Last November, a routine maintenance check of a ferry in Walla Walla, Washington, ended in the destruction of an electric drive motor which put the watercraft out of commission for five months and cost $3 million to repair. Unfortunately, routine maintenance incidents like this one are all too common in industrial, plant, mining and other situations.

Last November, a routine maintenance check of a ferry in Walla Walla, Washington, ended in the destruction of an electric drive motor which put the watercraft out of commission for five months and cost $3 million to repair. Washington State Ferries investigators determined that the incident could have been avoided if preventative maintenance and engine repair crews at the Eagle Harbor Maintenance Facility had followed protocol.

"We conducted a thorough and detailed investigation into what happened and why," said David Moseley, Washington State Department of Transportation assistant secretary, ferries division. "Safety is our No. 1 priority at WSF. We need to learn from these mistakes and focus on improving complex maintenance practices."

What caused the problem?
The maintenance crews originally claimed that the incident was caused by dust or paint on the motors, and that they didn't have sufficient time or manpower to do the job properly, reported Kitsap Sun. But the investigation determined that the engine damage was caused by human error. The workers were unfamiliar with the tasks, since they hadn't performed this particular type of work on the motor before, and they didn't have written instructions to follow.

Two separate groups of workers - maintenance and engine crews - did not communicate properly during the maintenance. Each group thought the other had taken steps to contain the current before electrifying part of the propulsion system. When power was sent to one motor so it could be turned during reconditioning, the second motor also received electricity but was locked and unable to rotate, reported Kitsap Sun. The current caused two brush assemblies to overheat and melt connecting metals. As the room heated, a temperature alarm sounded, but workers had to wait 45 minutes for the engine room to cool down and the smoke to clear before entering. Although there was no fire, the engine's motor was severely damaged.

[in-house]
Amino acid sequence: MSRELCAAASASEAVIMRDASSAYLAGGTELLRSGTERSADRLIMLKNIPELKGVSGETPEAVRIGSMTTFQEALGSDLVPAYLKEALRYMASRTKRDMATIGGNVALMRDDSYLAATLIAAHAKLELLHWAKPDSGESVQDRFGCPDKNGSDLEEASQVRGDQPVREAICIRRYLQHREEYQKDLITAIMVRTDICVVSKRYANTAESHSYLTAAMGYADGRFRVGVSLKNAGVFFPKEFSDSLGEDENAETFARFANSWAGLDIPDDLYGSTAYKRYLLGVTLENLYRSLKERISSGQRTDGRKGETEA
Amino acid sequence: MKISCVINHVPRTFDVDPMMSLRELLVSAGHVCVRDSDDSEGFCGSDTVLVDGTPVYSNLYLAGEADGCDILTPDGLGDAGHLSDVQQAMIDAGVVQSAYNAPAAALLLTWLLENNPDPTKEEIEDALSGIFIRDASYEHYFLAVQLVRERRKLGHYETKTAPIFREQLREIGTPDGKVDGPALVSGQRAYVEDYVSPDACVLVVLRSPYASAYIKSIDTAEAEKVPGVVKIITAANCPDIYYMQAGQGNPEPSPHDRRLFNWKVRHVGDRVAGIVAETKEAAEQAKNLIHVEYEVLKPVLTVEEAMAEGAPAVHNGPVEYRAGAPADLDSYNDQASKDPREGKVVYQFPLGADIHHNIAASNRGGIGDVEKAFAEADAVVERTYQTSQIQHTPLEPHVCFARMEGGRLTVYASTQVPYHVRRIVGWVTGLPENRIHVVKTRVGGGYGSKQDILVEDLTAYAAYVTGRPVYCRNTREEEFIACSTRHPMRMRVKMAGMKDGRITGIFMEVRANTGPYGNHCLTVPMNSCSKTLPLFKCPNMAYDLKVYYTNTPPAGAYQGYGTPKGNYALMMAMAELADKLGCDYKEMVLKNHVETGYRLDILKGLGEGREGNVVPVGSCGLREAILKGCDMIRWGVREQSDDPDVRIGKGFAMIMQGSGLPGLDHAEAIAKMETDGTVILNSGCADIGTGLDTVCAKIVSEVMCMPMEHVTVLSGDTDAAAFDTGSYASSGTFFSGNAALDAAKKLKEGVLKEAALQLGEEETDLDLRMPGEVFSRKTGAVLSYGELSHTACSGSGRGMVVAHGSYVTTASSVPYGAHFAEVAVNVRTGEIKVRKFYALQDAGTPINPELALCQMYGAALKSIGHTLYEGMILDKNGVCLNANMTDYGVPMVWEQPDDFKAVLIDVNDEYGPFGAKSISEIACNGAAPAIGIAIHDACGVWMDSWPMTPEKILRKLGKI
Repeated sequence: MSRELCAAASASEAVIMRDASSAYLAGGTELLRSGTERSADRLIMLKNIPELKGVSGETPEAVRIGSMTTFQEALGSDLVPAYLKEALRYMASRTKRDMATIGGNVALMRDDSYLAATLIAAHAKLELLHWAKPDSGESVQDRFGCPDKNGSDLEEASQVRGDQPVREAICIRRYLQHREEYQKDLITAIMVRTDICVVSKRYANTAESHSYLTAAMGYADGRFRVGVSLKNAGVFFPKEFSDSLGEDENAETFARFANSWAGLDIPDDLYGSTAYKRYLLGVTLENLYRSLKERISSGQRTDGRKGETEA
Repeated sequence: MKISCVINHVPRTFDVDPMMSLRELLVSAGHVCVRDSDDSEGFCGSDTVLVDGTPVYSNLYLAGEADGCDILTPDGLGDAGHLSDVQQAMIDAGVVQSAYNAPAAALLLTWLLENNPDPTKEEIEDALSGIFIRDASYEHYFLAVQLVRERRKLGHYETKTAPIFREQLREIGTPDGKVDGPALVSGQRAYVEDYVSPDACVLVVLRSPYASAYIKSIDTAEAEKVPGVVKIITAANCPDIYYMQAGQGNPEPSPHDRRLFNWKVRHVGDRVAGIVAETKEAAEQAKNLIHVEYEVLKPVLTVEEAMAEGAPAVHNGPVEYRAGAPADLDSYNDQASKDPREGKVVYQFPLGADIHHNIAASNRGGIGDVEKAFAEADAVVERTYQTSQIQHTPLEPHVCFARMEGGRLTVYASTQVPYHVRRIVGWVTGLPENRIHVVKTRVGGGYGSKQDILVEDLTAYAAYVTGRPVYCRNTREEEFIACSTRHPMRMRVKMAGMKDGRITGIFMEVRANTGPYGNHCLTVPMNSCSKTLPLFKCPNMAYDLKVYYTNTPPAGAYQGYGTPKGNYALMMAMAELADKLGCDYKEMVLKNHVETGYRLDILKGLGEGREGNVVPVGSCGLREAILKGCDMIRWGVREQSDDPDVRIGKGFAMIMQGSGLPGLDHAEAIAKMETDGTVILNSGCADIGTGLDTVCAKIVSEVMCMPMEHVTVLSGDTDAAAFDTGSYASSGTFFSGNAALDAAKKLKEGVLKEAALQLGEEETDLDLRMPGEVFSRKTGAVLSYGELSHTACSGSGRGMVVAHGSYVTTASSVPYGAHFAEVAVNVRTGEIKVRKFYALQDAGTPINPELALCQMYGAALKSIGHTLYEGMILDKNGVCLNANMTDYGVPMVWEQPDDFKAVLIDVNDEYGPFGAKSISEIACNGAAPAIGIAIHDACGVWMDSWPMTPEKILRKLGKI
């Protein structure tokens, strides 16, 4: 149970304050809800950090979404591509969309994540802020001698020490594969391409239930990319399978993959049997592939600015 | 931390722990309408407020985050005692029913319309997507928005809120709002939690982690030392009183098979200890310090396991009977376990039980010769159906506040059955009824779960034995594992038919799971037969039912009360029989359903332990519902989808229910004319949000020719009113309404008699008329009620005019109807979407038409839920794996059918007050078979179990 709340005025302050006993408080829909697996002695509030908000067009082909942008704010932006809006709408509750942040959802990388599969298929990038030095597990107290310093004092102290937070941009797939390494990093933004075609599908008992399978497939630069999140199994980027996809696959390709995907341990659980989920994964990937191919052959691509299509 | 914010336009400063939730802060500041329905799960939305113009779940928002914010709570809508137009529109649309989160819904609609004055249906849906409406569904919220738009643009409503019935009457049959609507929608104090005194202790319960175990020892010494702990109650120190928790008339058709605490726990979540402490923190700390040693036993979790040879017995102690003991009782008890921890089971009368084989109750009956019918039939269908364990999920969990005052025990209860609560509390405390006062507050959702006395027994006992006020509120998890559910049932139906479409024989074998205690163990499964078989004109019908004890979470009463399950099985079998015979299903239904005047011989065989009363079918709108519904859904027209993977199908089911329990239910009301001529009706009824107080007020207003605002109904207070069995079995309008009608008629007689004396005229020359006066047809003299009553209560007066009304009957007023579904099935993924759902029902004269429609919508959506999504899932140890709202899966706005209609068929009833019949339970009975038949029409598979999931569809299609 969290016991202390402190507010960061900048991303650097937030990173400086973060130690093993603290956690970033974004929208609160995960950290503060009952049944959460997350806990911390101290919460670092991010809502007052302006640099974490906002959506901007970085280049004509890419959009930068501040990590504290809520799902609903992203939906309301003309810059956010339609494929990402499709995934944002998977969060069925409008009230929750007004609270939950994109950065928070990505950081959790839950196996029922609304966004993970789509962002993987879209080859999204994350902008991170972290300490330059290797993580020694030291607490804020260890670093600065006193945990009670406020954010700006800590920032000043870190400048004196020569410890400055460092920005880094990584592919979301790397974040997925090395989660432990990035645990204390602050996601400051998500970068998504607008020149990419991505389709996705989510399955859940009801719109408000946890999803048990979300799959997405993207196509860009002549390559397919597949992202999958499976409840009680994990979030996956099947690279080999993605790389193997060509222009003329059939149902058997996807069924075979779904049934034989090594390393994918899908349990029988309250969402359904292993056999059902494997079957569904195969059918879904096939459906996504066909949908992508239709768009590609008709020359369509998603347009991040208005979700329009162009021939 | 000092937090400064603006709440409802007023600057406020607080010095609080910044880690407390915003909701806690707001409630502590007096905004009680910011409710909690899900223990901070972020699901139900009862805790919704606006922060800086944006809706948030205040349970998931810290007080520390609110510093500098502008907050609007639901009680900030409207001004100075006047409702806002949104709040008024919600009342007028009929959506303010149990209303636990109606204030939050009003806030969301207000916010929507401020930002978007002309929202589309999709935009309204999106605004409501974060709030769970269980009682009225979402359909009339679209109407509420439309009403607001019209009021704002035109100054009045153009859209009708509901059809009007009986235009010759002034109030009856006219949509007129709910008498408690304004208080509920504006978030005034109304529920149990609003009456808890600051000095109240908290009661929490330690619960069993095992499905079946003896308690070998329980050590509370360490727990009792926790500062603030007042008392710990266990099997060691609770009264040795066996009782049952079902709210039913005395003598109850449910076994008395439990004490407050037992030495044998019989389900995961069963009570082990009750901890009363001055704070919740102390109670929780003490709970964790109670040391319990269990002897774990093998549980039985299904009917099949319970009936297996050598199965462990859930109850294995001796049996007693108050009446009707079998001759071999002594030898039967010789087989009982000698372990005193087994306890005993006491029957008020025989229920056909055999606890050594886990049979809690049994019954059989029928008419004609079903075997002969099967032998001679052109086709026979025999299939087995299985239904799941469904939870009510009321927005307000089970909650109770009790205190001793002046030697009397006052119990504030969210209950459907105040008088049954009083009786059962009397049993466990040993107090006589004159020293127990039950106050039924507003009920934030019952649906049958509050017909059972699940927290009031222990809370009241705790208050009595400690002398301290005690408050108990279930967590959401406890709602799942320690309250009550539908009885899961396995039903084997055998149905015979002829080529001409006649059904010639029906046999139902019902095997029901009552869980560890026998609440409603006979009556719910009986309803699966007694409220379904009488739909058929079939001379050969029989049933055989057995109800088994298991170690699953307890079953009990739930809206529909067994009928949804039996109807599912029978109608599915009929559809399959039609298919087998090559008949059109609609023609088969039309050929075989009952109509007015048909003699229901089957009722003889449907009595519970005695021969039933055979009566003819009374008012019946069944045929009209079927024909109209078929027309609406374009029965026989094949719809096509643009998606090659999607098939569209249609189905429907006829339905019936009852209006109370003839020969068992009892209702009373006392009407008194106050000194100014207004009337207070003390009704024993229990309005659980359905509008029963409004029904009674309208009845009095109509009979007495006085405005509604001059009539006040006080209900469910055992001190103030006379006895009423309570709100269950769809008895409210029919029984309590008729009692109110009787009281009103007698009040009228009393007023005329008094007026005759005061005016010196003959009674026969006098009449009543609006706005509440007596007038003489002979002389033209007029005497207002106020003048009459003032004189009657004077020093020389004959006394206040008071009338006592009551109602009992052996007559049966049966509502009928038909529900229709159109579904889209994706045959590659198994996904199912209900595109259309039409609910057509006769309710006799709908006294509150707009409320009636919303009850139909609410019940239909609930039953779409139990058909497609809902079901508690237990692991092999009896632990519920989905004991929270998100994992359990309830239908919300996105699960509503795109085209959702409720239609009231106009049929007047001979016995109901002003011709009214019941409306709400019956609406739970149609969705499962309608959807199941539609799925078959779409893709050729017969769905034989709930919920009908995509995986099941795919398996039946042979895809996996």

How could it have been prevented?
Officials are now saying that the problem could have been detected immediately, and prevented, if a worker had been present in the engine room and had discontinued the reconditioning process. In the future, the Washington State Ferries plans to give appropriate training before complex maintenance, establish checklists, meet with personnel before working on vital equipment and explore alarms or equipment monitoring technologies.

Unfortunately, routine maintenance incidents like this one are all too common in industrial, plant, mining and other situations. In this case, human error cost millions of dollars and many lost hours of productivity. Companies that depend on complex equipment and mechanical systems may want to consider predictive maintenance practices that allow them to make smarter maintenance decisions and that better inform workers about how systems are operating.